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Subrat Roy

IJCSET | April 2011 | Vol 1, Issue 3,146-149

Structural Evaluation of Cell-filled Pavements Using Finite Element Model


Subrat Roy
Indian Institute of Science Education and Research,Bhopal, Madhya Pradesh, India
AbstractThis paper presents the performance evaluation of cell-filled pavements using finite element model. The model of the pavement structure was developed using ANSYS, finite element software [1]. The concept of cell-filled pavement was developed in South Africa [2], [3]. Cell-filled pavement consists of laying a formwork of cells of plastic sheet over a compacted sub-base. The cells as are stretched along the carriageway and tensioned by using steel pegs. Cement bound materials are filled into the cells and compacted. During compaction, cell walls get deformed and provide interlocking among the blocks. Thus, the load carrying capacity of the surface layer is mainly dependent on the interlocking property of the blocks which, in turn, is governed by the degree of deformation of the plastic wall during construction. Interlocking among the cells of the cell-filled layer has been modeled using surface contact elements. Using the finite element model, Structural performance was evaluated in terms of surface deflections and vertical sub grade strains on top of the sub grade. Keywords Finite Element Model, Cell Fill Pavement

Fig. 1(b) Pavement model dimensions in plan

I. INTRODUCTION The pavement has been modeled as a three layer system consisting of cell-filled layer, subbase and subgrade. Typical section considered for analysis is shown in Figures 1(a) and 1(b). The size of the pavement considered is 2400 mm 2400 mm. Depth of subgrade layer has been taken as 2000 mm. Cell-filled layer was represented by the size of the cell, layer thickness and the elastic modulus and Poissons ratio of the material used in the layer. Subbase layer and subgrade are represented by their thickness, elastic moduli and Poissons ratio values. Interface contact elements were used to model the cell layer / subbase and subbase / subgrade interface. The size of the cell was considered as 150 mm 150 mm. Considering the symmetry about X-axis and Y-axis (in figure 5.1b), a quarter model was adopted as shown in Figure 2. For convenience, a square load contact area of 300 mm 300 mm was considered.

Fig. 2 Top view of quarter model

II. ELEMENTS USED IN MODELING The three layers of the pavement were discretized using 8noded solid elements (SOLID45). The element is defined by 8 nodes having three degrees of freedom at each node, translations in nodal x, y, and z directions at each node. Figure 3 shows the SOLID45 geometry (source: ANSYS).

Fig. 3 SOLID 45Geometry (source: ANSYS)

Fig. 1(a) A typical three-layer pavement system

A. Contact element (surface- to- surface contact element) The surface-to-surface contact elements were used to simulate the interlocking or friction between the cells. Surface-tosurface contact element can be used to model either rigid -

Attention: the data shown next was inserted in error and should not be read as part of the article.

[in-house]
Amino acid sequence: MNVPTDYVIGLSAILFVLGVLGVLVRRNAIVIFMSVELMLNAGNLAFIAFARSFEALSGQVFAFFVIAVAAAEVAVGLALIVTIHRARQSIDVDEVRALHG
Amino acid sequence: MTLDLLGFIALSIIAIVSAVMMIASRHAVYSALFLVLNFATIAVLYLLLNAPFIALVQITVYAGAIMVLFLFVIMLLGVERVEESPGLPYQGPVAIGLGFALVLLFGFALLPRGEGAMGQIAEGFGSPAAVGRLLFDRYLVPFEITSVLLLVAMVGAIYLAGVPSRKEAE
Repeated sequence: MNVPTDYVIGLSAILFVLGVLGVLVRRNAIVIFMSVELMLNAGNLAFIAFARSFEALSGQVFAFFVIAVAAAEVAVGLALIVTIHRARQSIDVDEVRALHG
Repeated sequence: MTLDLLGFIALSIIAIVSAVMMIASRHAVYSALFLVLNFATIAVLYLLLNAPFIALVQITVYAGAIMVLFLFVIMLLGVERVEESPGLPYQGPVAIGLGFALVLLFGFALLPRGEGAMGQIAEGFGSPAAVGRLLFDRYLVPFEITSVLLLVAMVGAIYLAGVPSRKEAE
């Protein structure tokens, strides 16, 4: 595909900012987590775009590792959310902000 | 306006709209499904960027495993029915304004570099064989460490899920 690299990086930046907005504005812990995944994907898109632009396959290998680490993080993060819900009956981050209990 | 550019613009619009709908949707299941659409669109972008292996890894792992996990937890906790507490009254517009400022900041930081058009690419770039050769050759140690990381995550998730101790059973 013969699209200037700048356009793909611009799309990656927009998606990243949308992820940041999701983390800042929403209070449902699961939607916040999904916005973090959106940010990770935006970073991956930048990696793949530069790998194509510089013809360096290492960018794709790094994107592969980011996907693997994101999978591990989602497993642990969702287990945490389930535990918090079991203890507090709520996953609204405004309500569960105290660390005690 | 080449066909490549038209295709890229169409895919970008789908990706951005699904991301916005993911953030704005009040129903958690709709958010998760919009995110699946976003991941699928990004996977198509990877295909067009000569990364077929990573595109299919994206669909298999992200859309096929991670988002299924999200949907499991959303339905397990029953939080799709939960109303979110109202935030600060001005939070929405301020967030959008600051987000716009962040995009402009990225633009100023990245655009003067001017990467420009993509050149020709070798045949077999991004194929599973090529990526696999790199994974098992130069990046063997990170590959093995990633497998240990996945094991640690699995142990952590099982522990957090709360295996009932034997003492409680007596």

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Subrat Roy

IJCSET | April 2011 | Vol 1, Issue 3,146-149

flexible or flexible- flexible contact between surfaces. It involves a contact between two boundaries. One of the boundaries is conventionally established as the target surface and other as the contact surface. These two surfaces together comprise the contact pair. In the present investigation, 3-D contact pairs, TARGET 170 with CONTACT 173, were used. B. CONTACT 173 Geometry CONTACT 173 element, shown in Figure 4, was used to represent contact and sliding between 3-D target surfaces (TARGET170) and a deformable surface. This element is applicable to 3-D structural and coupled field contact analysis. It has the same geometrics as the SOLID 45 element face with which it is connected. Contact occurs when the element surface penetrates one of the target segment elements on a specified target surface. Coulomb and shear stress friction can be simulated. The element is defined by 4 nodes. The node ordering is consistent with the node ordering for the underlying solid element. The positive normal is given by the right-hand rule going around the nodes of the element and is identical to the external normal direction of the underlying solid element surface. The nodal ordering between solid and contact element defines bottom surface contact.

III. MESHING The research carried out by Hjelmstad et al. [4] concluded that the element shape can significantly control the model analysis in terms of its run-time and accuracy. Cunagin and Grubbs [5] illustrated that critical stresses and peak deflection occur around the wheel loads and decrease in the far-field. In the study proposed by Zaghloul and white [6], fine meshes were used under the wheel path. Figures 6 and 7 show a representative 3D finite element mesh of a cell-filled pavement system. Considering the symmetry about X-axis and Y-axis, quarter model was considered. The dimensions of the elements are not uniform as shown in the figures. Elements are smaller in size nearer to the wheel loads where stress and deflection gradient are steeper. This justifies the need for fine mesh around loading area. The boundary conditions applied are: (i) Along the axis of symmetry: Uy = 0 in X direction and Ux = 0 in Y direction. (ii) At the bottom of the subgrade all the degrees of freedom are constrained.
S u rfa ce lay e r S u b b ase lay e r S u b g rad e la y er

Fig. 6 Elevation of finite element mesh


1200 mm 1200 mm Surface layer Subbase layer

Fig. 4 CONTACT 173 Elements (source: ANSYS)